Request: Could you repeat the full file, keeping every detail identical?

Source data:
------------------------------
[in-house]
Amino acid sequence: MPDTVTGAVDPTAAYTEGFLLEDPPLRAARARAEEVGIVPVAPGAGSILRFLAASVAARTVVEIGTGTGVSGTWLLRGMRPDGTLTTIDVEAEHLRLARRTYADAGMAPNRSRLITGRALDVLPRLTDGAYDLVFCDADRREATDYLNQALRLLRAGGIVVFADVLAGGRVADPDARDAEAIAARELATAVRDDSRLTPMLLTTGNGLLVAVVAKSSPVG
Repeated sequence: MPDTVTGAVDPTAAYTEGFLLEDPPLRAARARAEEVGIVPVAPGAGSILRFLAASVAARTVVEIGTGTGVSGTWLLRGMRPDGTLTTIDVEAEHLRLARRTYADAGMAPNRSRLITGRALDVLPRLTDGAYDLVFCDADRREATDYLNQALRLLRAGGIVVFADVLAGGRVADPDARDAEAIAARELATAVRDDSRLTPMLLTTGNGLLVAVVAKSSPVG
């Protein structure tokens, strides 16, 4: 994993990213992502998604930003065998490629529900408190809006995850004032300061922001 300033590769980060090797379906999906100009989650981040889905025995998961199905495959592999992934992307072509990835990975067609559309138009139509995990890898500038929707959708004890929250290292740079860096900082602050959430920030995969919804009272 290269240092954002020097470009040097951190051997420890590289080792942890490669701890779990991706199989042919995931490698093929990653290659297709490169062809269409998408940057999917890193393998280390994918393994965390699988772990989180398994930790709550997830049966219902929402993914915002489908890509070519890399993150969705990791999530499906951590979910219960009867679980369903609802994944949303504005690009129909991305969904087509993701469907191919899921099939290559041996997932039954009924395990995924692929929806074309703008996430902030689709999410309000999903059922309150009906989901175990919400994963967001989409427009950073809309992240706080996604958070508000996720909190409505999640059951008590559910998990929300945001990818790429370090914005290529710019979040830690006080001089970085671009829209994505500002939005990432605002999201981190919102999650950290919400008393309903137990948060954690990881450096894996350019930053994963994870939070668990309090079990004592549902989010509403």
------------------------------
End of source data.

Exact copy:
[in-house]
Amino acid sequence: MPDTVTGAVDPTAAYTEGFLLEDPPLRAARARAEEVGIVPVAPGAGSILRFLAASVAARTVVEIGTGTGVSGTWLLRGMRPDGTLTTIDVEAEHLRLARRTYADAGMAPNRSRLITGRALDVLPRLTDGAYDLVFCDADRREATDYLNQALRLLRAGGIVVFADVLAGGRVADPDARDAEAIAARELATAVRDDSRLTPMLLTTGNGLLVAVVAKSSPVG
Repeated sequence: MPDTVTGAVDPTAAYTEGFLLEDPPLRAARARAEEVGIVPVAPGAGSILRFLAASVAARTVVEIGTGTGVSGTWLLRGMRPDGTLTTIDVEAEHLRLARRTYADAGMAPNRSRLITGRALDVLPRLTDGAYDLVFCDADRREATDYLNQALRLLRAGGIVVFADVLAGGRVADPDARDAEAIAARELATAVRDDSRLTPMLLTTGNGLLVAVVAKSSPVG
């Protein structure tokens, strides 16, 4: 994993990213992502998604930003065998490629529900408190809006995850004032300061922001 300033590769980060090797379906999906100009989650981040889905025995998961199905495959592999992934992307072509990835990975067609559309138009139509995990890898500038929707959708004890929250290292740079860096900082602050959430920030995969919804009272 290269240092954002020097470009040097951190051997420890590289080792942890490669701890779990991706199989042919995931490698093929990653290659297709490169062809269409998408940057999917890193393998280390994918393994965390699988772990989180398994930790709550997830049966219902929402993914915002489908890509070519890399993150969705990791999530499906951590979910219960009867679980369903609802994944949303504005690009129909991305969904087509993701469907191919899921099939290559041996997932039954009924395990995924692929929806074309703008996430902030689709999410309000999903059922309150009906989901175990919400994963967001989409427009950073809309992240706080996604958070508000996720909190409505999640059951008590559910998990929300945001990818790429370090914005290529710019979040830690006080001089970085671009829209994505500002939005990432605002999201981190919102999650950290919400008393309903137990948060954690990881450096894996350019930053994963994870939070668990309090079990004592549902989010509403």